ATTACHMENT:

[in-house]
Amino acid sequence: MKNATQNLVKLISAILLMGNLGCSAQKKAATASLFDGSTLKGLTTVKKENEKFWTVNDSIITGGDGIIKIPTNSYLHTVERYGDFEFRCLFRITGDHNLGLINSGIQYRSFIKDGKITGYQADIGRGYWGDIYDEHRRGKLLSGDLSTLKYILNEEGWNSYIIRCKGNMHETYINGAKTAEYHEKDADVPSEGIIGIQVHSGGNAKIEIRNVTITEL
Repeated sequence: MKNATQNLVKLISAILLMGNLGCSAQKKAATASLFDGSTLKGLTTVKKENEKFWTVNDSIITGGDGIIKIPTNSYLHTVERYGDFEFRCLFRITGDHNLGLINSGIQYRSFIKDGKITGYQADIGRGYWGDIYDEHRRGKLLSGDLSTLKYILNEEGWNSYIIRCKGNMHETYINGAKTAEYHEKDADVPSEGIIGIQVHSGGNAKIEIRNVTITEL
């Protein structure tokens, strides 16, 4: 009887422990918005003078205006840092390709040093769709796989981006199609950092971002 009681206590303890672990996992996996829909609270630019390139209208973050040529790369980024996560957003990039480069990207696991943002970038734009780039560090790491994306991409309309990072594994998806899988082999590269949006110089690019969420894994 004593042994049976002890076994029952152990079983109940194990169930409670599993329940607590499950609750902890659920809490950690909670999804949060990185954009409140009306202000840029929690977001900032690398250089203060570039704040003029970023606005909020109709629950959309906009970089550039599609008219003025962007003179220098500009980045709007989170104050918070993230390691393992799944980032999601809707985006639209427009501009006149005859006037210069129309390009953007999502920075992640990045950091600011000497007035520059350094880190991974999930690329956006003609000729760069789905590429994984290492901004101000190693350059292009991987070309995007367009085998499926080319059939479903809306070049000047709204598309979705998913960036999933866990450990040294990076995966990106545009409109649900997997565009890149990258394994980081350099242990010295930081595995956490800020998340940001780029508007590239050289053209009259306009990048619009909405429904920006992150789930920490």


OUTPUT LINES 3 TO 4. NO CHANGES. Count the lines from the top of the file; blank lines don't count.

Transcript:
Repeated sequence: MKNATQNLVKLISAILLMGNLGCSAQKKAATASLFDGSTLKGLTTVKKENEKFWTVNDSIITGGDGIIKIPTNSYLHTVERYGDFEFRCLFRITGDHNLGLINSGIQYRSFIKDGKITGYQADIGRGYWGDIYDEHRRGKLLSGDLSTLKYILNEEGWNSYIIRCKGNMHETYINGAKTAEYHEKDADVPSEGIIGIQVHSGGNAKIEIRNVTITEL
């Protein structure tokens, strides 16, 4: 009887422990918005003078205006840092390709040093769709796989981006199609950092971002 009681206590303890672990996992996996829909609270630019390139209208973050040529790369980024996560957003990039480069990207696991943002970038734009780039560090790491994306991409309309990072594994998806899988082999590269949006110089690019969420894994 004593042994049976002890076994029952152990079983109940194990169930409670599993329940607590499950609750902890659920809490950690909670999804949060990185954009409140009306202000840029929690977001900032690398250089203060570039704040003029970023606005909020109709629950959309906009970089550039599609008219003025962007003179220098500009980045709007989170104050918070993230390691393992799944980032999601809707985006639209427009501009006149005859006037210069129309390009953007999502920075992640990045950091600011000497007035520059350094880190991974999930690329956006003609000729760069789905590429994984290492901004101000190693350059292009991987070309995007367009085998499926080319059939479903809306070049000047709204598309979705998913960036999933866990450990040294990076995966990106545009409109649900997997565009890149990258394994980081350099242990010295930081595995956490800020998340940001780029508007590239050289053209009259306009990048619009909405429904920006992150789930920490």